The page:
So during those three years, it was, well, I mean, it was a roller coaster if you looked at my revenue, too. So I started the business. I did hustle for quite a while because I had to make it work. I was able to pull in I think somewhere around $42,000 in the first year of starting this business that I do now, Do You Even Blog, which I consider fantastic. I was thrilled. I was over the moon. This is enough proof that I’m probably going to be able to make this work. Maybe it grows fast and takes off. Hint, it never did, but that’s enough to put food on the table. We can continue our current lifestyle. We didn’t spend a ton. We all had paid off cars. We were all pretty frugal, in general. When I got laid off, of course, that frugalness went to the next level.
The first six months told me that we could probably do this. We have enough. We’re not contributing a ton to retirement just yet, but this is enough to keep going. In fact, we’re able to not completely destroy ourselves living off credit card debt completely. There was a period where we went into credit card debt and it got paid off pretty fast, but that was the first three years. It was ups and downs. I’m not sure what’s happening. I’m not sure if this is going to work financially or whatnot.
Now, two things happened. Number one, my wife got a job. She wanted to go back and do music, and she did. She found a good opportunity. It’s actually where we live now in Michigan. We moved across the country. It’s where my wife is from. It’s where her family lives. So she got a job with a salary and health insurance and benefits. That right there I was like, “Okay. Cool. This is great,” and I don’t know if it’s due to luck and hard work or 50% of both, but my own business also started growing enough. Again, not exponential. I want to be completely honest here and say it’s been painstakingly slow, if I’m being real, but it was growing enough to be like, “Now, I am making what I would’ve been at accounting, anyways.” Right? An entry level, that $52,000 a year piece of paper that I was holding, that was year three of Do You Even Blog. I was right there. do you even block? I was like right there, and even a little bit more so.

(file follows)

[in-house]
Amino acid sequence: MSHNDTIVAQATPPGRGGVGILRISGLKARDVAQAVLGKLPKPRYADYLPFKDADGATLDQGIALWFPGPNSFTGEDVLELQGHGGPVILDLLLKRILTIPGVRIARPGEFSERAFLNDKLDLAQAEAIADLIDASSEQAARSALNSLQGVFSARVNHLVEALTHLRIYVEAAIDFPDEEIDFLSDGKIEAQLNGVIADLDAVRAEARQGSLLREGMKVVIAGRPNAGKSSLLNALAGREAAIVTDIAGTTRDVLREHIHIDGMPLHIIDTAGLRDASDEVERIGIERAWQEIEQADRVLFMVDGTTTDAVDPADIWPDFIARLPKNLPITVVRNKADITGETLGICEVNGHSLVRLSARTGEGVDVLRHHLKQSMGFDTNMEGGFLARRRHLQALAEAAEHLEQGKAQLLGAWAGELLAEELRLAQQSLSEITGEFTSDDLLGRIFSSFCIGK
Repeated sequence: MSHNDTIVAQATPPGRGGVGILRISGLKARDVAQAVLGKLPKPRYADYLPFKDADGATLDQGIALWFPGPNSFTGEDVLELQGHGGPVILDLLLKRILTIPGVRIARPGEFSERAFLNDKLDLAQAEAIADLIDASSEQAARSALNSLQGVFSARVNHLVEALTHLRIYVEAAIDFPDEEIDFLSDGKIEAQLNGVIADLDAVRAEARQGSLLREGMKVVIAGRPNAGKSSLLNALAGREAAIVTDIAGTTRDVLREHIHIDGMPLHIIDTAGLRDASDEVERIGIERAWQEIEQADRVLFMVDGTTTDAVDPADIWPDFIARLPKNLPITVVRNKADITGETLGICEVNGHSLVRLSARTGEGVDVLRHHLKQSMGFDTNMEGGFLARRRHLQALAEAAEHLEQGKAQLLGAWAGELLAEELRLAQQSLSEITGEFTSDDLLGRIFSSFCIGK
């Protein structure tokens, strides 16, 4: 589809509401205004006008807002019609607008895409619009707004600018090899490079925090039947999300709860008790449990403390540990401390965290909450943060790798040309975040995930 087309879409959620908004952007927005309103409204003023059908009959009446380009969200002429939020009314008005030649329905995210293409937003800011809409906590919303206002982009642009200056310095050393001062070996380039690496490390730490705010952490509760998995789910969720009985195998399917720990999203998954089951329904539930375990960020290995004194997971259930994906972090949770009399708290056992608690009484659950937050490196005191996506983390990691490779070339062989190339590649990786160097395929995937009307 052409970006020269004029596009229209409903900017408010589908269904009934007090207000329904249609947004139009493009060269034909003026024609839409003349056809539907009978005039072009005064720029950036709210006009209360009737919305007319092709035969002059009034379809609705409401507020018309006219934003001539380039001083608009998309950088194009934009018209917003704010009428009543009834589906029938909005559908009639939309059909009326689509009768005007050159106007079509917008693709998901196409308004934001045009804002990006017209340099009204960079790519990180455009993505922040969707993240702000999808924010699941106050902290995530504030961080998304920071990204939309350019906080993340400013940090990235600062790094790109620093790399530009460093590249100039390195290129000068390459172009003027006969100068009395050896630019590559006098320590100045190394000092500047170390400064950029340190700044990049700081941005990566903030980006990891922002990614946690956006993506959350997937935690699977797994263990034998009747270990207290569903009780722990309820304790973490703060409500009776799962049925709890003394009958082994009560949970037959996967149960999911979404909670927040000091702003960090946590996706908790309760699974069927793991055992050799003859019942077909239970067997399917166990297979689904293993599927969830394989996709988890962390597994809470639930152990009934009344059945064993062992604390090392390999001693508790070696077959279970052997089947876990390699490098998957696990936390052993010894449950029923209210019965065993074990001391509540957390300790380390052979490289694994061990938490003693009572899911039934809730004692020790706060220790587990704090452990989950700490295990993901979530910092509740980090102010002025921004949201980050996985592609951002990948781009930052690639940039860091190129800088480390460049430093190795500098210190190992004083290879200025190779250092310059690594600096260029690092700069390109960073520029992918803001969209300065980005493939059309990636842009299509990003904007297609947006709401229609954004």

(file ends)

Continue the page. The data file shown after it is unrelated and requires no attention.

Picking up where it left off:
Since then, it is still on the turtle’s pace of growth, but the business has been producing enough revenue to make it easily sustainable, contributing to retirement accounts, not a diehard fire like say 40% of my income, 50% of my income thing at all, but very reasonable I would argue. Again, coupled with my wife taking a salary job about two years ago, life has been pretty normal. Finances have been, well, normal for what I think is normal at least. I have no idea, of course, but it’s been pretty good. I don’t know if I answered your question at all during that period, but that’s what I got.

Mindy:
No. That’s great. That’s exactly what I wanted to know because I think that there’s, again, I don’t like the hustle culture, hulture. We’ll coin this term right here.

Pete:
We’re going to hashtag this. This is now going to be trending now, hulture.

Sarah:
I feel like people are going to think we’re talking about like horticulture every time we say that.

Mindy:
Hulture, hustle culture, but you said that people compare themselves on TikTok and Twitter and, “Oh, they have 52,000 followers, and they’re doing …” I like income articles when bloggers say, “Oh, I made this much income,” but after a while, it’s like that’s not helpful to see that you’re making $75,000 a month, $100,000 a month, a million dollars a month. That’s great for you, but that isn’t helpful to me when I’m just getting started, and I made my first month with blogging, I made 17 cents from Google AdWorks. That’s 17 whole sense.

Pete:
That’s good. You’re crushing it.

Mindy: